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Entry Costs, Intermediation, and Capital Flows

  • Ayse Imrohoroglu

    (University of Southern California)

  • Krishna B. Kumar

    (University of Southern California)

In this paper, we reexamine the question "Why doesn't capital flow from rich to poor countries?" posed, most recently, by Lucas (1990). We build a simple contracting framework where costly intermediation together with an adverse selection problem have quantitatively important effects on capital flows. When intermediation costs are ignored, the model behaves much like the neoclassical model in terms of capital returns. However, when intermediation costs are considered, the return for a given amount of capital can be non-monotonic in costs. Therefore, the combination of capital and cost differences across countries gives rise to a rich variation of returns, one that suggests a tendency for capital to flow to middle income countries, as seen in data. Indeed, when we embed the static return function in a two-country dynamic model, there is capital outflow from a poor country that removes capital controls and becomes open. We find that even though the closed economy dominates in terms of capital employed in production, it is the open economy that dominates in terms of income, consumption and welfare.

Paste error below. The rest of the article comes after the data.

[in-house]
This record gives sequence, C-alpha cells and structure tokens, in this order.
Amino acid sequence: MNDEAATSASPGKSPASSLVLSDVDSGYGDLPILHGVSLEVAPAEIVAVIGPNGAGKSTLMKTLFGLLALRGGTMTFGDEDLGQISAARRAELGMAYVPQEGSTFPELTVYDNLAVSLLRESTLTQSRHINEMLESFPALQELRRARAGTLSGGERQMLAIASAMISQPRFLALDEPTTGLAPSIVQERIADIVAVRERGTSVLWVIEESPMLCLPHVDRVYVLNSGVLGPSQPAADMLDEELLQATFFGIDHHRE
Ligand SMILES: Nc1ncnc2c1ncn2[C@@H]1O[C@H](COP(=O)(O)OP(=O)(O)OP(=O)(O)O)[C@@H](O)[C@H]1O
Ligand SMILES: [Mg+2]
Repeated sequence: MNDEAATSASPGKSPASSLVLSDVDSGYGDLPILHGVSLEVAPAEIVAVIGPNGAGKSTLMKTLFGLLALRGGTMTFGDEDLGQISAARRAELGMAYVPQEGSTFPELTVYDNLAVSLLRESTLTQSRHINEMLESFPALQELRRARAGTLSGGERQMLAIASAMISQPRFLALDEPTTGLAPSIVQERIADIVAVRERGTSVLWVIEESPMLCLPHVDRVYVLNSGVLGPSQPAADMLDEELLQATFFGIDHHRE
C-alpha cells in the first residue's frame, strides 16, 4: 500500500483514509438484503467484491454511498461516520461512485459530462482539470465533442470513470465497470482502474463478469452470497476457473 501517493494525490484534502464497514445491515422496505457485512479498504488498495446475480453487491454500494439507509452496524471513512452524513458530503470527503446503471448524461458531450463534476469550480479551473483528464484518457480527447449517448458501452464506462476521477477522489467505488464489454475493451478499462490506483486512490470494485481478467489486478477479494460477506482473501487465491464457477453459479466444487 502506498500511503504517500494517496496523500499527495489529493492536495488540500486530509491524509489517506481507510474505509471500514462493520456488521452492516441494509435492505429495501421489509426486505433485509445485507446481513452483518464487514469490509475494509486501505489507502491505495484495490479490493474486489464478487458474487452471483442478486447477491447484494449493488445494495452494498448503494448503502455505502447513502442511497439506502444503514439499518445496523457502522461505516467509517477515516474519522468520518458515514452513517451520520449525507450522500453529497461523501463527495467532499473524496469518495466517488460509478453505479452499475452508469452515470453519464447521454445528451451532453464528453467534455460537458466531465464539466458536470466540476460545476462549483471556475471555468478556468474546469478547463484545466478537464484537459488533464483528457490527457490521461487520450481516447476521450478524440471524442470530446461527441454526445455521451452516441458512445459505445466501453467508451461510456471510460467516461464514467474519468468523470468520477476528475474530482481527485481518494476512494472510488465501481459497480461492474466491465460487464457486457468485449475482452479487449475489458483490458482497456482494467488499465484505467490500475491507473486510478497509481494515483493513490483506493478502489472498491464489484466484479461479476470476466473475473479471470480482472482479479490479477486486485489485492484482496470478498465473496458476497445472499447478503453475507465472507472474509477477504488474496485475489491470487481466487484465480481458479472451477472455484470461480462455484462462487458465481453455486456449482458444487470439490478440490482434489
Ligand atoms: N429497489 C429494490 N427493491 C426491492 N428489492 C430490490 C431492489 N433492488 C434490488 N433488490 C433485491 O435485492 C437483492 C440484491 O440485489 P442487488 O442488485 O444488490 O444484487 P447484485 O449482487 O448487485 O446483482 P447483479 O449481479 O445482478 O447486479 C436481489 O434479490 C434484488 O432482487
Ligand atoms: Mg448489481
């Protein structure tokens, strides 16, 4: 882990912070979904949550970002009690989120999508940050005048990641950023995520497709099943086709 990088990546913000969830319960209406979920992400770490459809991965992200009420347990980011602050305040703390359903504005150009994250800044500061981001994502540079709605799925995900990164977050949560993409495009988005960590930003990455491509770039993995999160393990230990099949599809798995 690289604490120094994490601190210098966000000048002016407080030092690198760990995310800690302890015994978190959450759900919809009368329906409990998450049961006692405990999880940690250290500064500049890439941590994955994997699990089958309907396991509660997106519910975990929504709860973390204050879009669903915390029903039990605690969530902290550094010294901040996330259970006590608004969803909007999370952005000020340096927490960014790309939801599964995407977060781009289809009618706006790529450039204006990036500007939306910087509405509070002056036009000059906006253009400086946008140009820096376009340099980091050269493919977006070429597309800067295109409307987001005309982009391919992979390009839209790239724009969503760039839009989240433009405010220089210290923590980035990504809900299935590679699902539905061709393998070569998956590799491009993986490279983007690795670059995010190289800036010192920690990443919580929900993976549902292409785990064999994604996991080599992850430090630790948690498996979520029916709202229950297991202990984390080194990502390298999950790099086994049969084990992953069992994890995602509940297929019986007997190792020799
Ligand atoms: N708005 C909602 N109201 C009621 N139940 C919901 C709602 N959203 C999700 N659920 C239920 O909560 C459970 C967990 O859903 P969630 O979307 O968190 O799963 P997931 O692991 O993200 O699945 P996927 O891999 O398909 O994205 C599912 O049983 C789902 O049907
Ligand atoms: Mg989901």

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Paper provided by EconWPA in its series Macroeconomics with number 0304001.

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Length: 36 pages
Date of creation: 04 Apr 2003
Date of revision:
Handle: RePEc:wpa:wuwpma:0304001
Note: Type of Document - Acrobat PDF; prepared on IBM PC ; to print on HP PostScript; pages: 36; figures: included
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